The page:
There are two concerns about the recent rounds of fiscal stimulus that are interrelated. The first is that the federal government has just spent too much money. The Congressional Budget Office (CBO) measures something called “real potential GDP”, an estimate of what the economy would produce if capital and labor were highly utilized and well allocated — the economy at cruising speed. The difference between cruising speed and the actual level of GDP is called the output gap. Because of the effects of the pandemic-recession, actual GDP is below potential. When it is above potential, the CBO projects that prices will rise (inflation) to close the gap.

The spending in the American Rescue Plan exceeds the output gap, so there are concerns that it will cause inflation. The problem is that the CBO’s potential GDP measure is probably too conservative. It shows that the economy was running too hot in 2018 and 2019, but it is very hard to see any inflation in the data. In fact, the CBO has consistently downgraded its potential GDP estimates since the 2008 financial crisis: slow growth has led them to project that growth will stay slow. The experience of 2018–19 is illustrative; it suggests that the CBO has been underestimating what the U.S. economy “should” be producing — cruising at 50mph instead of 55 — and reducing the risk that this spending will cause inflation.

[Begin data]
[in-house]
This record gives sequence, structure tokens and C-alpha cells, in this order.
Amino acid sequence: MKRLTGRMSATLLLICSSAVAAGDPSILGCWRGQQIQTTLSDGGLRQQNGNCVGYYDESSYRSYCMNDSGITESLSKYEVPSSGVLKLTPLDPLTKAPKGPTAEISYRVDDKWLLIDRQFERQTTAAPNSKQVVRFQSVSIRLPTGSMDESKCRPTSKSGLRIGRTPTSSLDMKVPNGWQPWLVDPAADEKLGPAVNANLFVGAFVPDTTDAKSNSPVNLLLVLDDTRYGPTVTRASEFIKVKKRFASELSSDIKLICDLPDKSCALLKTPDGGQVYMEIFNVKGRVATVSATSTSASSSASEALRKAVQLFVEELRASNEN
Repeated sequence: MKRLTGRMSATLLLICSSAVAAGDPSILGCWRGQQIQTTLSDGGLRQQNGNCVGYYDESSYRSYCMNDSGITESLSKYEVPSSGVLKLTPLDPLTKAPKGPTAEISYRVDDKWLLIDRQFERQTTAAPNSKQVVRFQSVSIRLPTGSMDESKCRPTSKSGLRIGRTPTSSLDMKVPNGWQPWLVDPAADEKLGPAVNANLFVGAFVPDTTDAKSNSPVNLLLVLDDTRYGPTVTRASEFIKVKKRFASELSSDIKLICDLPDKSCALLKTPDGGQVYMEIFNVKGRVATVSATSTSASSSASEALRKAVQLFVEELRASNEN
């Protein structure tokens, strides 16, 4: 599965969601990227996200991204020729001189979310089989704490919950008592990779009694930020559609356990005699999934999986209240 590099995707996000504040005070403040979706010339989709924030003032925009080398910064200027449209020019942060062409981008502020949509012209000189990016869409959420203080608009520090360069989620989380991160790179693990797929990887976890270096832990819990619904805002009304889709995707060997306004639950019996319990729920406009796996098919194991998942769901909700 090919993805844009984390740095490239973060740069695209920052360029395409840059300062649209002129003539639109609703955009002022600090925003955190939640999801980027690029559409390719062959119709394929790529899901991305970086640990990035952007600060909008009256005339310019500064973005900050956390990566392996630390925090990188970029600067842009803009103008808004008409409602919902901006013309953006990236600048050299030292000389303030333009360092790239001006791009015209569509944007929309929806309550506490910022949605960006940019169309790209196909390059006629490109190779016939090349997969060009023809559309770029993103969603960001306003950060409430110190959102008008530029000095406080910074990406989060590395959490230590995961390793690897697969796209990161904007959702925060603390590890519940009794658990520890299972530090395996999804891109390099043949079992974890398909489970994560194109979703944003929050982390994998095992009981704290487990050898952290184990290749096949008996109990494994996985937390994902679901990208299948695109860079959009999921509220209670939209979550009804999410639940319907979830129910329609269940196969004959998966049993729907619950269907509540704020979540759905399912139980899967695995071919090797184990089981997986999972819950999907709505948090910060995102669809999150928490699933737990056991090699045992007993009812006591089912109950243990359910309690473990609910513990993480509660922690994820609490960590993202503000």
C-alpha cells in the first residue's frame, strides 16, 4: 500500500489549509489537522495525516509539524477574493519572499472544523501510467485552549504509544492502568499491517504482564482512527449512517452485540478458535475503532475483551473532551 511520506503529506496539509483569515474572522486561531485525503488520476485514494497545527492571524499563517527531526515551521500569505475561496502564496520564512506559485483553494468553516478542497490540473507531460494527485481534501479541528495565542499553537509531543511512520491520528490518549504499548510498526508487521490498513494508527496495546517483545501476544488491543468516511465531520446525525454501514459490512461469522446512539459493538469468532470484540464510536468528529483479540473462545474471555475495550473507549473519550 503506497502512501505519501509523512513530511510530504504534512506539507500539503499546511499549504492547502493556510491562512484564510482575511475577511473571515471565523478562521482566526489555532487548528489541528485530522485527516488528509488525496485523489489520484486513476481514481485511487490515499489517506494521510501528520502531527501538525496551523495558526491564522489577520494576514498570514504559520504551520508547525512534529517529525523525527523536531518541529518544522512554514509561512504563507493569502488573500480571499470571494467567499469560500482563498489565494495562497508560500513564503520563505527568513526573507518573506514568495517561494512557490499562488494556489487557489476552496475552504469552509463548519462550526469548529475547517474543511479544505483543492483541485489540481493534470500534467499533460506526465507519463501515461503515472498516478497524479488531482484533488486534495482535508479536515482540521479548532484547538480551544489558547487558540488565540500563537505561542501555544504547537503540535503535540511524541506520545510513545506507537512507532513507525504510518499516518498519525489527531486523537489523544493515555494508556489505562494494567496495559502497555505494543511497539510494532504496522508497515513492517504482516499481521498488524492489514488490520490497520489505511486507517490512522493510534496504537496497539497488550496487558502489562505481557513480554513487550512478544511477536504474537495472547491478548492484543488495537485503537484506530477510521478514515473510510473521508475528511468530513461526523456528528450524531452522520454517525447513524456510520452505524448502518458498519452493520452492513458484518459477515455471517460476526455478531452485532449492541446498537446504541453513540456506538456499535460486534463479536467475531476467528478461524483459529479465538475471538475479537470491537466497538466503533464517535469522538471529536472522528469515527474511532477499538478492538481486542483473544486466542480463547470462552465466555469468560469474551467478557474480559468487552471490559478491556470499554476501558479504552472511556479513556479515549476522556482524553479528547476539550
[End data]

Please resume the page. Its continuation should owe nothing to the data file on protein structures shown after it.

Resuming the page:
A longer term risk is that, by borrowing all of this additional money, the federal deficit will explode. The most commonly accepted measure of the national debt, called “federal debt held by the public”, is just short of the highest level ever recorded and growing. As debt levels grow, paying the interest on the debt will take up a greater share of the federal budget, which will eventually force the government to raise taxes to provide the same level of services.